For their part, women choose to join terrorist organizations in the MENA region for a variety of reasons; however, the majority of their motivations appear to be similar to men, despite the highly gendered media reporting on the topic. These are complex individual processes that often involve personal relationships with other individuals (often family members or spouses) who are radicalized and are involved in terrorist and extremist activity. Indeed, the main difference between male and female radicalization and engagement with terrorist activity as we currently understand it is that women are much more likely to have a direct introduction (through a friend or family member) to the terrorist milieu.14 Women are also coerced or forced into joining terrorist groups. Consequently, when considering their roles, it is important to keep in mind the nuances of agency and coercion, and how this is a spectrum rather than a black or white distinction.15
Counter-terrorism initiatives often fail to consider how terrorist groups might recruit and deploy women, and the motivating factors that might lead women to join terrorist groups. Part of the issue is the gendered reporting on women in political violence. Their roles within these groups are erroneously reported solely as “wife”, “bride”, “widow”, and “mother”. This type of reporting downplays the roles of women in perpetrating or supporting violence in terrorist groups and over-emphasizes their marital or familial status. Conversely, women are sometimes reported as more extreme than their male counterparts.16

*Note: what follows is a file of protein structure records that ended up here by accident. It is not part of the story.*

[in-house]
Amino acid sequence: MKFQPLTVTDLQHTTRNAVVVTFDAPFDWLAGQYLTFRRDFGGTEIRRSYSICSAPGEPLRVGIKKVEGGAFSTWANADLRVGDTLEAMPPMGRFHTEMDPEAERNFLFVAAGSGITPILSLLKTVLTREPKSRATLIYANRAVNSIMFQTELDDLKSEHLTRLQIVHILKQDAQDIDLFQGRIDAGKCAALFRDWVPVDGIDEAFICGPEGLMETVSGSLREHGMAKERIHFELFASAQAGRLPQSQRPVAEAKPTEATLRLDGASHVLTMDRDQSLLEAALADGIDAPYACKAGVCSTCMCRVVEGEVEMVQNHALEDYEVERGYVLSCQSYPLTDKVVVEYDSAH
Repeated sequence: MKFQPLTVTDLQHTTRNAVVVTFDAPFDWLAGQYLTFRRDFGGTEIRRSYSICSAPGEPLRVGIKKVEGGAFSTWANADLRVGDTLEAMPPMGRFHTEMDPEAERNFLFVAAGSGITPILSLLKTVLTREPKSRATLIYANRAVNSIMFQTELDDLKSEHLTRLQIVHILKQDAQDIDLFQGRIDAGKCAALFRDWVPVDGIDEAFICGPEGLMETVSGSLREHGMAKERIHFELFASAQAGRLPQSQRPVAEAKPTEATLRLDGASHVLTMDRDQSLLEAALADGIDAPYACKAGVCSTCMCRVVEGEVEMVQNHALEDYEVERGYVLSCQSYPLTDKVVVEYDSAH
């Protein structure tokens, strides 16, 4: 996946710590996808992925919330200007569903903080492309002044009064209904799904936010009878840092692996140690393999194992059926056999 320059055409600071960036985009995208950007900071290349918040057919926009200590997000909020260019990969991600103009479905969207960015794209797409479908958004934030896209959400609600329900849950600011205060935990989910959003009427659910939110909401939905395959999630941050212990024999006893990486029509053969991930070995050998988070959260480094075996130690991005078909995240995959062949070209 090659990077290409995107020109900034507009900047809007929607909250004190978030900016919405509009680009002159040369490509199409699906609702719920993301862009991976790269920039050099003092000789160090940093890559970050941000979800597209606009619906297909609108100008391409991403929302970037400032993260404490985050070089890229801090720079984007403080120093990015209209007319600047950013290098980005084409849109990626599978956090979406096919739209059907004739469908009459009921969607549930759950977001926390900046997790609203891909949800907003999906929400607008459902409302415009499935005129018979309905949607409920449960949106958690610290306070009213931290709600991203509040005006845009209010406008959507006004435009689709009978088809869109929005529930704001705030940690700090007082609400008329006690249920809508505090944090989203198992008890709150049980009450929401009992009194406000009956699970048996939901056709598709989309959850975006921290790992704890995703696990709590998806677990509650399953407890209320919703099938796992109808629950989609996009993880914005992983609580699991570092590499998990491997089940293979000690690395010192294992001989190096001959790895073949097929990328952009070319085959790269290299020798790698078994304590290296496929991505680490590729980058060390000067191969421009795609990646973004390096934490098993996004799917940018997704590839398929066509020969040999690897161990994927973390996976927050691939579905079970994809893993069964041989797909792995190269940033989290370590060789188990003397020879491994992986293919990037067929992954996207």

Regardless, both approaches tend to over or under-emphasize the role of gender in the threat that women involved in terrorist groups in the region can pose, and substitute these assumptions for accurate threat assessments.17 For instance, initial research has found that women receive shorter prison sentences for terrorism offences than men do,18 and women may be more likely to receive exceptional treatment due to family status.19 Much of this treatment is based exclusively on factors such as gender and family status, rather than a robust threat assessment of the risks that a terrorist convict’s early release could pose.20 While many of the women who end up convicted of terrorist offences may choose to disengage from terrorist activity, and in some cases abandon their extremist ideas, the majority of threat assessments to date lack a robust framework for evaluating the threat female terrorists might pose, and whether they merit early release.